Rick Adams is an independent author, trainer and consultant, specializing in helping technology companies deliver measurable business value for their customers. Adams has over 25 years’ experience of working in the IT industry, including owning his own startup software-as-a-service business which he sold in 2012 to focus on writing, training and consulting. Having delivering training and consultancy to many hundreds of businesses and thousands of technology professionals in over 30 countries across four continents, Adams is now based in the rural west coast of Ireland where he lives with his two dogs Zeus and Terri.
Adams’ recent work includes the development and delivery of a global certification program on customer success management for Cisco Systems Inc. His recent book is titled Practical Customer Success Management: A best practice framework for managers and professionals which is published by Routledge and is available here: https://www.crcpress.com/Practical-Customer-Success-Management-A-Best-Practice-Framework-for-Rapid/Adams/p/book/9780367182762. His current interests include helping individuals and companies develop best practices in customer success management and in business outcomes focused selling.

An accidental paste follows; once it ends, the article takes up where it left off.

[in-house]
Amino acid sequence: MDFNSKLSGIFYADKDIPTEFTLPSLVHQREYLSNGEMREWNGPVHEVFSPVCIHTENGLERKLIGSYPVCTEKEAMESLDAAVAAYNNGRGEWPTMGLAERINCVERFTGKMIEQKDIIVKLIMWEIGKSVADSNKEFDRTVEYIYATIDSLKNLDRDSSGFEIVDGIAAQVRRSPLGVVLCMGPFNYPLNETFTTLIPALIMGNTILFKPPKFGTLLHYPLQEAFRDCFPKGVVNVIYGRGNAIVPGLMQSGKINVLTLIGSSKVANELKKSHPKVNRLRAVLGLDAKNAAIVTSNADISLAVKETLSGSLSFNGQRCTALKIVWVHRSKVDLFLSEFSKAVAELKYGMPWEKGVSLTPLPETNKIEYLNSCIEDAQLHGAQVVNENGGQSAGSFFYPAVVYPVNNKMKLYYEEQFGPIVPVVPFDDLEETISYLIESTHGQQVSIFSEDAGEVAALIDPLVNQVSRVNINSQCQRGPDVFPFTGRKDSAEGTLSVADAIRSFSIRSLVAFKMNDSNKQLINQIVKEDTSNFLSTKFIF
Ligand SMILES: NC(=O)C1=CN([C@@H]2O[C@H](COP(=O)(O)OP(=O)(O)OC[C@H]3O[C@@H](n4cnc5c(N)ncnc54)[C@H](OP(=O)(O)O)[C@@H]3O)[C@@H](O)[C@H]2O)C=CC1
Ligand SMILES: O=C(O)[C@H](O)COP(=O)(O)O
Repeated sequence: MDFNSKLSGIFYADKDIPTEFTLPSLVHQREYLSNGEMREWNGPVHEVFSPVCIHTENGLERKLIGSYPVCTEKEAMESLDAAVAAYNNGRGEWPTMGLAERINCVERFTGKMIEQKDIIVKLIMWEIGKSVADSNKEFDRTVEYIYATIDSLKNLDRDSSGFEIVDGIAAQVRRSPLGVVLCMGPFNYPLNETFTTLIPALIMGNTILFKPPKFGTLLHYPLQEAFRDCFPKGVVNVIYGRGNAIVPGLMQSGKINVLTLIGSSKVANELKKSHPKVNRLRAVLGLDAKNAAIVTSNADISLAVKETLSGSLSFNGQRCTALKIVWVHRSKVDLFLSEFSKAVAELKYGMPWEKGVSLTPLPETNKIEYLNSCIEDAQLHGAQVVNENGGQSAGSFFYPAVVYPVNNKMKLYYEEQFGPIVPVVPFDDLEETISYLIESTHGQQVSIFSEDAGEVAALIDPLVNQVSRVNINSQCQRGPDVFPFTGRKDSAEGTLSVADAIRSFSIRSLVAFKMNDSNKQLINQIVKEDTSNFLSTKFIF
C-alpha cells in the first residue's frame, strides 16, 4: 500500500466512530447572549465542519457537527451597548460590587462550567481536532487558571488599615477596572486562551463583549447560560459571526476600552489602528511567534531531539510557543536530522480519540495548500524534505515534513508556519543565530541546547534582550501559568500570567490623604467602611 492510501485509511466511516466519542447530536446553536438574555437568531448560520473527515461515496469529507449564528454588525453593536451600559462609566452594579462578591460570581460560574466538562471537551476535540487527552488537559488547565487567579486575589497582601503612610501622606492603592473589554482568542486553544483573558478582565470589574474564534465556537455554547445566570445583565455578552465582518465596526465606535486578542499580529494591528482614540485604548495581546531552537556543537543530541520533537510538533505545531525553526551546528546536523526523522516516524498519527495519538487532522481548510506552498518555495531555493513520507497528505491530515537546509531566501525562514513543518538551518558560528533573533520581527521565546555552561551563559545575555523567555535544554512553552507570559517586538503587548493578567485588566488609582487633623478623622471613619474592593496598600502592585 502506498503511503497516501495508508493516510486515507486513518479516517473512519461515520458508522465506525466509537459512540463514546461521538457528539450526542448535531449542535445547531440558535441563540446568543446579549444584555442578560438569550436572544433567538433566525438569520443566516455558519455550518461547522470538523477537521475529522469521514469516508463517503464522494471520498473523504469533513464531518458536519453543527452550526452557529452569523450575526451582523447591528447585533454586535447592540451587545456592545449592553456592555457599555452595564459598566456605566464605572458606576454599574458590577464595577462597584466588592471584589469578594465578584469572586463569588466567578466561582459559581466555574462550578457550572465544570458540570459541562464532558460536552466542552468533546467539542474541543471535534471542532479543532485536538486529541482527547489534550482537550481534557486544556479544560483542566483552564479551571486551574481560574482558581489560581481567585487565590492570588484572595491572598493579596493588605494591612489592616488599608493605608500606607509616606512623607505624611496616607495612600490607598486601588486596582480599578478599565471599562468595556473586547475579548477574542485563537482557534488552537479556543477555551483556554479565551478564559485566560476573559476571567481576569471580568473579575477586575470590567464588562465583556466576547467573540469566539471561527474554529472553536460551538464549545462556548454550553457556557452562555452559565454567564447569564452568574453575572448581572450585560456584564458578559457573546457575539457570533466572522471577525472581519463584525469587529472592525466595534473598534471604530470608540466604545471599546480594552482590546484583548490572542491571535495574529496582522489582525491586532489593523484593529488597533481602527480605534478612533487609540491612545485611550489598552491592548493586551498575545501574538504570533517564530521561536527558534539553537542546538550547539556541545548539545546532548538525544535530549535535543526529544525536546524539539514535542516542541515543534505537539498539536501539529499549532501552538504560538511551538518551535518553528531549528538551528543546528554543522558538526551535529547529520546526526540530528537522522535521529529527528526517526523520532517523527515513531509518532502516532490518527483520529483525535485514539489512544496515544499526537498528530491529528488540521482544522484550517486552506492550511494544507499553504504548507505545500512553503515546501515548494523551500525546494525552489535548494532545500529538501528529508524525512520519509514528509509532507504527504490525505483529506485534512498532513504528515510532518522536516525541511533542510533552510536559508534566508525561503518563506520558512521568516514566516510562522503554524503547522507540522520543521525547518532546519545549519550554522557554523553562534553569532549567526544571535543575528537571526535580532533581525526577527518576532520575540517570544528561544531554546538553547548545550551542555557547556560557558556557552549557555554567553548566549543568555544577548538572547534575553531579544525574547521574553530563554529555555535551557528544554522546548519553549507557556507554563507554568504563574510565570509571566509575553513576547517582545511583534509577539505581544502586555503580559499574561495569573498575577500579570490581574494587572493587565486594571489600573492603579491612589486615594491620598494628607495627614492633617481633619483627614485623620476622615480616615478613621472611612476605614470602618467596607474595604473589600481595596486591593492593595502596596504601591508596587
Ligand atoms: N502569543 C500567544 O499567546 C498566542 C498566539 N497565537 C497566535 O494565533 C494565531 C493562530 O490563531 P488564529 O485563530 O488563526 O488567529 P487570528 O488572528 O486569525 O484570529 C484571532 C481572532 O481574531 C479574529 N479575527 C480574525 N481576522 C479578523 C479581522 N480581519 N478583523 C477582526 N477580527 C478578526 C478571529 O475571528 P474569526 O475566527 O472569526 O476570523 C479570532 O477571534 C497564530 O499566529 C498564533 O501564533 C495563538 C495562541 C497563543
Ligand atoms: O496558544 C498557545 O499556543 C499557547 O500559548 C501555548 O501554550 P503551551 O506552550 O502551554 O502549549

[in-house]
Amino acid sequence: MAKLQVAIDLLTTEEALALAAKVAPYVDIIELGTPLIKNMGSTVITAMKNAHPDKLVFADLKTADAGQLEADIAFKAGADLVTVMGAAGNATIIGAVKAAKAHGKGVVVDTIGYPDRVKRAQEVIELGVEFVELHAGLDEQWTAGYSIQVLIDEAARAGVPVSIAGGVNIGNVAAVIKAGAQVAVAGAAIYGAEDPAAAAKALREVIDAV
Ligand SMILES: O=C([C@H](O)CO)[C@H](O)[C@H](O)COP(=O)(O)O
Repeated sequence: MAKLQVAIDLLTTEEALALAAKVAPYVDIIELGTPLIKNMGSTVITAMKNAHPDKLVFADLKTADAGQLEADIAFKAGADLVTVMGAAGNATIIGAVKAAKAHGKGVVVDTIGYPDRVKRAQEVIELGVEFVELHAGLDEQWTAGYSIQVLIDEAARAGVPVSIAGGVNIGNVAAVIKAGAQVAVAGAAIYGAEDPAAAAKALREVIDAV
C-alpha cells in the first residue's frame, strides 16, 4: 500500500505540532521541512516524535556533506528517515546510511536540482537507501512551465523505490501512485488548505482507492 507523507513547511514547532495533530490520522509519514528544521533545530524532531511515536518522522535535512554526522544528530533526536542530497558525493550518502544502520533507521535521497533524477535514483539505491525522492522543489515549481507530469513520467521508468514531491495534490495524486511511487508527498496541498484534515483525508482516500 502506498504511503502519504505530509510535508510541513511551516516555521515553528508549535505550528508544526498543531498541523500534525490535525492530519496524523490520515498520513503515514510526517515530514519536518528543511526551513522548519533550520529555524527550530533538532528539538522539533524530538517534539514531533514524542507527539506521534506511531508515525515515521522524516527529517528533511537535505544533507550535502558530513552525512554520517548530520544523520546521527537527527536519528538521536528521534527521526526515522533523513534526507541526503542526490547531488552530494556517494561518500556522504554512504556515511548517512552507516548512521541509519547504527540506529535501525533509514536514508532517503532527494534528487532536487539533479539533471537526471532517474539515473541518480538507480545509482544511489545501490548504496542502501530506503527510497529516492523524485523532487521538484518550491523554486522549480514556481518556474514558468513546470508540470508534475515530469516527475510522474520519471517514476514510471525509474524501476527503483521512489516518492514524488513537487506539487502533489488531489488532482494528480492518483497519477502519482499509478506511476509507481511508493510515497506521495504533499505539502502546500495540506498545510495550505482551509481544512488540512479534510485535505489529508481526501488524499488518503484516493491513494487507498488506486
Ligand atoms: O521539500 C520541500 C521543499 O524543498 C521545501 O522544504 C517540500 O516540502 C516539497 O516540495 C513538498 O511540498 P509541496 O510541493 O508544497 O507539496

He can be contacted via LinkedIn at https://www.linkedin.com/in/rickadams01/, via Twitter at https://twitter.com/RickAda84728077 or by email at firstname.lastname@example.org.